Mike:  If you want to see what I was talking about when I gave the rah, rah, “You are not walking away from this revolution, Mister” speech on Wednesday, go to Imaginative, or just Google it, and it’s the top story, and it’s Brad Birzer’s review of the movie.  But there’s something else that’s contained—AG, did you get a chance to read Birzer’s piece?

AG:  Not yet.

Mike:  Okay.  There’s something else that is contained in Birzer’s review. And as I said, it’s a lot about the show, but it’s also a lot about the country. It’s a lot about the people.  And as Birzer points out, the term “republic” comes from the Greek “res publica.” And that was Greek for that which is good. This is why the Greeks organized republics, because they thought they were good. We think that they’re good. We don’t have a republic anymore. And Birzer was recounting, and I found this amazing, being the history buff that I am, that as early as 1805, there were Mike Churches in 1805. Her name was Mercy Otis Warren. Yeah, I know. Go ahead and laugh.

Mercy Otis Warren was an early historian of the early country, of the early republic. And 1805, a mere 30 years, or 29 years after the American Revolution commenced in earnest, she was already seeing the beginning signs of the decay of the republic, the decay of republicanism. And she resolved, and Birzer quotes her here, to go ahead and write down what it was that the struggle for independence meant, what it was that drove and inspired the men that instigated it, that fought for it, that executed it, that stood by it, that pledged their lives, fortunes, and sacred honor to it and what have you. She did all these things. And she wrote them down, and it’s a history of the American Revolution, I believe is what—I think you can get it at Google Books. It’s probably in print, too. Mercy Otis Warren.

And what Birzer was recounting is that we have tried every remedy—and I just thought this was just so poignant and so relevant to today’s discussion. The people in this country have tried every remedy. We have bought every snake oil remedy there is out there. We bought porkulus. We bought stimulus. We bought tax cuts. We bought new presidents. We bought new congresses. We bought new policies. We created agencies. Why, we managed the air, we managed the land, we managed the sea, we managed everything. We regulated banks. We regulated stocks. We did this. We traded with the world. We entered world leagues. Hell, we fought the entire world. We fought terrorism. We did all these things, and we’re still continuing to do all these things. We managed our crops. We paid people to not grow crops. We ruined free trade in our own hemisphere. We tried that. We’ve tried everything. We’ve subsidized industries.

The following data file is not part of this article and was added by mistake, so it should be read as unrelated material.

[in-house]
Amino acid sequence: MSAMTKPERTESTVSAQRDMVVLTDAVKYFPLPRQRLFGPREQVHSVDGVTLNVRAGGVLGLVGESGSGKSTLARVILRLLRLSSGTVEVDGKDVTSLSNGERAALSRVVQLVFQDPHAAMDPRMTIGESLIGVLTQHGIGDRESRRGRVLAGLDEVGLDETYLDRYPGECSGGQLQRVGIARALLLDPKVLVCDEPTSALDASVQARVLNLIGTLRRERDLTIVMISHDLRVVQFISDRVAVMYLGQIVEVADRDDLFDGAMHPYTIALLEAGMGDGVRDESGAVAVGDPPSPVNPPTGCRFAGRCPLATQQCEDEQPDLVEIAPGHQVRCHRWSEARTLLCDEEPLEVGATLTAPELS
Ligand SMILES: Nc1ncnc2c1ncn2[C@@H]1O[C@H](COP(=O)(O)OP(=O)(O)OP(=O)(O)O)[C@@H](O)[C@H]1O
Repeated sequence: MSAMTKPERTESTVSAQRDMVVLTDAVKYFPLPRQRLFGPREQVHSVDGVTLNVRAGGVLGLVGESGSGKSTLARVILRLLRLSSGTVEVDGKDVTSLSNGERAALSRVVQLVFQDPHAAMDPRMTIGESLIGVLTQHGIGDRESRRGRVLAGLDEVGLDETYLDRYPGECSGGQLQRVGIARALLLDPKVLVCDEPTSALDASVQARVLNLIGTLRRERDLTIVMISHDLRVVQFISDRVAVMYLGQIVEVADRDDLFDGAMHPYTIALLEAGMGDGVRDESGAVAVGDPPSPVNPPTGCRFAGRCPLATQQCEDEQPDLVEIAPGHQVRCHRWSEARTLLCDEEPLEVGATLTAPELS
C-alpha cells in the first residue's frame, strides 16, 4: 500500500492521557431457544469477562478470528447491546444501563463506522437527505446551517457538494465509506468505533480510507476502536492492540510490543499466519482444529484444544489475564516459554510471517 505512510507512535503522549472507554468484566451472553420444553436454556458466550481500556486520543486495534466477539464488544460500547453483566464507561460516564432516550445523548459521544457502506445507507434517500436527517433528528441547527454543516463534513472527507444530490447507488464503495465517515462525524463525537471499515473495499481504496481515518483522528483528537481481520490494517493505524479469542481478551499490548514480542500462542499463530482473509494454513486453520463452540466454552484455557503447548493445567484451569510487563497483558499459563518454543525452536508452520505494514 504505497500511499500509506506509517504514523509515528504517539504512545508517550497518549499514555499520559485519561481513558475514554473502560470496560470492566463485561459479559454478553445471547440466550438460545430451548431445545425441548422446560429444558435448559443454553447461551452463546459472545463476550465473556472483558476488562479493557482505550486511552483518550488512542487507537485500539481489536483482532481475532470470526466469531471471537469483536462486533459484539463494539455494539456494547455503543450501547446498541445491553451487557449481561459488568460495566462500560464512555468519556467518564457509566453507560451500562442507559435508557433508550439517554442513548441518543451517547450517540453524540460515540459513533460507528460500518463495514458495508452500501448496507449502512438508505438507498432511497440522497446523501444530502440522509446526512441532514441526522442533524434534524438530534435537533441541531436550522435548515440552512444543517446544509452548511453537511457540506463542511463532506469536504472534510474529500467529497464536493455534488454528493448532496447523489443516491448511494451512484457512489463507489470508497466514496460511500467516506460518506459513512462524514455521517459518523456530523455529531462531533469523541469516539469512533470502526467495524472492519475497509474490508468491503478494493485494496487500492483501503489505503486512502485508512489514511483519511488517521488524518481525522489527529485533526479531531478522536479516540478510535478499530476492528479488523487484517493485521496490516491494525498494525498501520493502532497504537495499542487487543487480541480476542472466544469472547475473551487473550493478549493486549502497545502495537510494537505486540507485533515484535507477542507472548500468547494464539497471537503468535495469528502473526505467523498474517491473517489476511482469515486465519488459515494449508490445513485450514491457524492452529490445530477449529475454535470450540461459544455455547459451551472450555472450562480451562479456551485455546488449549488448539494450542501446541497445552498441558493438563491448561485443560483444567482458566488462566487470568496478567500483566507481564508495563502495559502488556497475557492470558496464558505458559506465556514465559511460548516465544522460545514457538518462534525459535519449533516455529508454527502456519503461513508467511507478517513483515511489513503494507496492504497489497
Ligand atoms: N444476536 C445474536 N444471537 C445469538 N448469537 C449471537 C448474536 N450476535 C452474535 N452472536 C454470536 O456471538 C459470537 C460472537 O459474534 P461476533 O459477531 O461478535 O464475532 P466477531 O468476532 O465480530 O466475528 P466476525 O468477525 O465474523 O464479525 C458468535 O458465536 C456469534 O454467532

We’ve tried everything except—and this is Brad Birzer’s brilliant, salient point here—we have tried everything to fix our current malaise except republicanism. That gift, that glowing, burning, beautiful gift that those men called the Founders left us. We tried everything except that. That’s the only thing that is left on the damn table unused. That’s criminal. And there are some of us that see that as our escape hatch, as our way out of this. And there are some of us that recognize that it is not the best laid plans of men that lead to success, that lead to prosperity, that lead to happiness.

Books related to this topic of this essay may be found in The Imaginative Conservative BookstoreThis is a revised transcript from The Mike Church Show

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  1. With all due respect to Mr Church, ‘res publica’ is from the Latin, and not the Greek. Its nearest equivalent in the Attic tongue would have been ‘politeia,’ which appears in Plato’s “Republic.” Roughly translated into modern English, the Latinate ‘res publica’ could mean anything from public affairs to public property — basically anything pertaining to or belonging to the State and the Commonwealth therein. Because English is partially derived from the Norman, which in turn is influenced by the French, which itself is a Romance descendant of the vulgarised Late Latin, which itself is a debased derivative of the Classical Latin spoken and written by the Senatorial class at the height of Republican Rome, the modern English term ‘Republic’ can be said to be drawn from the modern French ‘République’ — always capitalised when written in the original French, as if to emphasize the omnipotence and omnipresence of the State in continental European powers who fancy themselves the cultural and political heirs of Rome. This legacy holds especially true in their hypocritical insistence on Republican ‘egalitarianism’ — which in reality is anything but — and in their insidious use of that old Imperial ruse to bribe and disarm the people through contemporary forms of ‘bread and circuses’ — welfare payments and state television. Not very ‘Republican,’ to be sure, but then again, what would this stodgy old monarchist know about that. Alright, not very old at all, but still a stodgy monarchist nevertheless.

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